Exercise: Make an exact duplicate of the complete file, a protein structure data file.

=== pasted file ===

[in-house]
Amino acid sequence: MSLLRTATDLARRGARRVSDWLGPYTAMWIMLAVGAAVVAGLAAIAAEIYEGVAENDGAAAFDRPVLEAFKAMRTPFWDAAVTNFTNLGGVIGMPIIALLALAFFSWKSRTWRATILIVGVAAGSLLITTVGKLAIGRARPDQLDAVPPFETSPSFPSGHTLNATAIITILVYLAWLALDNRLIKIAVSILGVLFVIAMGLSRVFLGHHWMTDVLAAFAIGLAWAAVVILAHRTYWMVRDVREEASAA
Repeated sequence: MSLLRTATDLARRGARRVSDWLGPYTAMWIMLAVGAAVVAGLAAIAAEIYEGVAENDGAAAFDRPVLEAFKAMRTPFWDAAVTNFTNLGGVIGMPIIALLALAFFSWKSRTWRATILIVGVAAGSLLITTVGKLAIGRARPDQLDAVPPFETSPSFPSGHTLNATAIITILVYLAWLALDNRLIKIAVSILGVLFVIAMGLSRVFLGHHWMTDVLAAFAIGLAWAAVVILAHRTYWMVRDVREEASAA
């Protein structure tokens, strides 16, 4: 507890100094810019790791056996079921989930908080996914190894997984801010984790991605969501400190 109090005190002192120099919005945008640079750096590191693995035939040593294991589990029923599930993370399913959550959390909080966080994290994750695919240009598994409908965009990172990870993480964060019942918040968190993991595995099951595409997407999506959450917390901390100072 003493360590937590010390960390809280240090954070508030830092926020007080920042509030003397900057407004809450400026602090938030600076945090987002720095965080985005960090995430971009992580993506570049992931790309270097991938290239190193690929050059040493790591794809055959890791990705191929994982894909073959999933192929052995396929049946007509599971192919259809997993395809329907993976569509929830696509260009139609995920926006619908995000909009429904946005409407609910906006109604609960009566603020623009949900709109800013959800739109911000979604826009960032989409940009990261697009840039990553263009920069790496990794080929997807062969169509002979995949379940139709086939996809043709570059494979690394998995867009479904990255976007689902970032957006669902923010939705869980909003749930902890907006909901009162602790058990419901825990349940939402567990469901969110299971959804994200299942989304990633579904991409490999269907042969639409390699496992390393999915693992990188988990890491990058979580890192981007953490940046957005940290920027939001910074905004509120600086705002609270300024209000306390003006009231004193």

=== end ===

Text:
[in-house]
Amino acid sequence: MSLLRTATDLARRGARRVSDWLGPYTAMWIMLAVGAAVVAGLAAIAAEIYEGVAENDGAAAFDRPVLEAFKAMRTPFWDAAVTNFTNLGGVIGMPIIALLALAFFSWKSRTWRATILIVGVAAGSLLITTVGKLAIGRARPDQLDAVPPFETSPSFPSGHTLNATAIITILVYLAWLALDNRLIKIAVSILGVLFVIAMGLSRVFLGHHWMTDVLAAFAIGLAWAAVVILAHRTYWMVRDVREEASAA
Repeated sequence: MSLLRTATDLARRGARRVSDWLGPYTAMWIMLAVGAAVVAGLAAIAAEIYEGVAENDGAAAFDRPVLEAFKAMRTPFWDAAVTNFTNLGGVIGMPIIALLALAFFSWKSRTWRATILIVGVAAGSLLITTVGKLAIGRARPDQLDAVPPFETSPSFPSGHTLNATAIITILVYLAWLALDNRLIKIAVSILGVLFVIAMGLSRVFLGHHWMTDVLAAFAIGLAWAAVVILAHRTYWMVRDVREEASAA
């Protein structure tokens, strides 16, 4: 507890100094810019790791056996079921989930908080996914190894997984801010984790991605969501400190 109090005190002192120099919005945008640079750096590191693995035939040593294991589990029923599930993370399913959550959390909080966080994290994750695919240009598994409908965009990172990870993480964060019942918040968190993991595995099951595409997407999506959450917390901390100072 003493360590937590010390960390809280240090954070508030830092926020007080920042509030003397900057407004809450400026602090938030600076945090987002720095965080985005960090995430971009992580993506570049992931790309270097991938290239190193690929050059040493790591794809055959890791990705191929994982894909073959999933192929052995396929049946007509599971192919259809997993395809329907993976569509929830696509260009139609995920926006619908995000909009429904946005409407609910906006109604609960009566603020623009949900709109800013959800739109911000979604826009960032989409940009990261697009840039990553263009920069790496990794080929997807062969169509002979995949379940139709086939996809043709570059494979690394998995867009479904990255976007689902970032957006669902923010939705869980909003749930902890907006909901009162602790058990419901825990349940939402567990469901969110299971959804994200299942989304990633579904991409490999269907042969639409390699496992390393999915693992990188988990890491990058979580890192981007953490940046957005940290920027939001910074905004509120600086705002609270300024209000306390003006009231004193």